At Surrey Translation Bureau, we’re very proud to be able to provide translations into English by UK-based, native UK English speakers. To highlight the importance of these two criteria, we’d like to share some of our own experiences with English as a foreign language.
Between our staff members, we have over 7 years’ experience teaching English as a foreign language in countries outside of the UK. Some did this through university or alongside studies or other work, and some started on their own, using their knowledge of their native languages to help others. It’s often said that teaching is one of the best ways to learn, and I think it’s safe to say that we all came back having learnt a few lessons of our own.
This is the start of what will be a three-blog series on our collective experience, illustrating the nuances of the English language and the importance of translating into your mother tongue.
To begin with, we have the fun stuff. The stories that still make us laugh today when we tell them to our friends and colleagues, and the aspects of teaching English that we enjoyed the most.
Location was definitely one of the most popular perks of the job. All of our collective experience happened outside of the UK, which was lovely, but also ranged from private tuition in Bologna’s finest coffee shops, to teaching vocabulary in a mechanic’s workshop! Learning a language really can happen anywhere and at any time. The more varied the better, as this brings up situations that wouldn’t necessarily occur to teachers in a classroom setting. It was also ideal for the teachers to see first-hand how the students could and would use their English skills.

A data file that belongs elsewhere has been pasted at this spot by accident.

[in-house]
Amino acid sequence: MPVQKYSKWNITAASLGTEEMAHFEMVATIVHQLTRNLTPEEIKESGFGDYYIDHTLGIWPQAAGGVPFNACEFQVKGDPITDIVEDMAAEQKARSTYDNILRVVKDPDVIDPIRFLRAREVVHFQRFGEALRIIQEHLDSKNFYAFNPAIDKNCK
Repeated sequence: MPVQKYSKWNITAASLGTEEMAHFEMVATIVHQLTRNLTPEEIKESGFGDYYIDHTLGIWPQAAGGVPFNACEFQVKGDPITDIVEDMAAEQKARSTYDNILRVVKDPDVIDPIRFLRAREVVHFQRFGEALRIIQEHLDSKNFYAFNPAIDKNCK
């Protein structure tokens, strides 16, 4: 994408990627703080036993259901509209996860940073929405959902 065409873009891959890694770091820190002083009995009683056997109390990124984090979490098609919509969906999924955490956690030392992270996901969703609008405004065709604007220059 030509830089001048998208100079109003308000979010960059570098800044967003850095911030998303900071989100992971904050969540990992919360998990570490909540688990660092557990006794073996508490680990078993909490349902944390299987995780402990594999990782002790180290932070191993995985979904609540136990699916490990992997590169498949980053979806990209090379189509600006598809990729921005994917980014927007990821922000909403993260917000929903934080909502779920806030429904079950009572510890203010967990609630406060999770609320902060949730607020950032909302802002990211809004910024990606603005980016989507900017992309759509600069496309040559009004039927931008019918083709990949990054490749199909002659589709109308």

A second perk of the job was seeing the improvements in students’ abilities. One of our STB colleagues worked with business people and academics to improve their workplace English, to help them with writing emails, using professional greetings and speaking in a meeting environment. Another colleague gave private tuition to students who already had a basic grasp of the language, but had picked up some bad habits along the way. Much to the teachers’ delight, the students came on leaps and bounds in only a few lessons, as they were able to imitate the way in which STB colleagues would naturally construct a sentence, without being affected by outside influences.
Another aspect of teaching English that brought a smile to our faces was the creativity involved. Some of our team used wacky ideas to engage their students and encourage them to use English in a way that felt different to their own native language. One STB project manager focussed on teaching phrases for selling and persuasion, so the class set out pretending to be from different planets and had been sent into space to convince other ‘aliens’ to move to their planet. Other colleagues wanted to give their students a look into pop culture and language, so one class of Spanish teens learnt the words to ABBA’s hit ‘Dancing Queen’ and choreographed a full routine! Nothing says fun like a 70s’ throwback. A group of French boys were also given a gap-fill exercise, that included listening to the best of Arctic Monkeys, the Beatles and good ol’ Wizzard (Christmas edition).
Come back again next week for our second instalment, and find out how we navigated our way through some of the trickier elements of teaching!
Please contact us at firstname.lastname@example.org or on +44 (0)1252 730014 for more information on the services we offer.
Written by Jessica Truelsen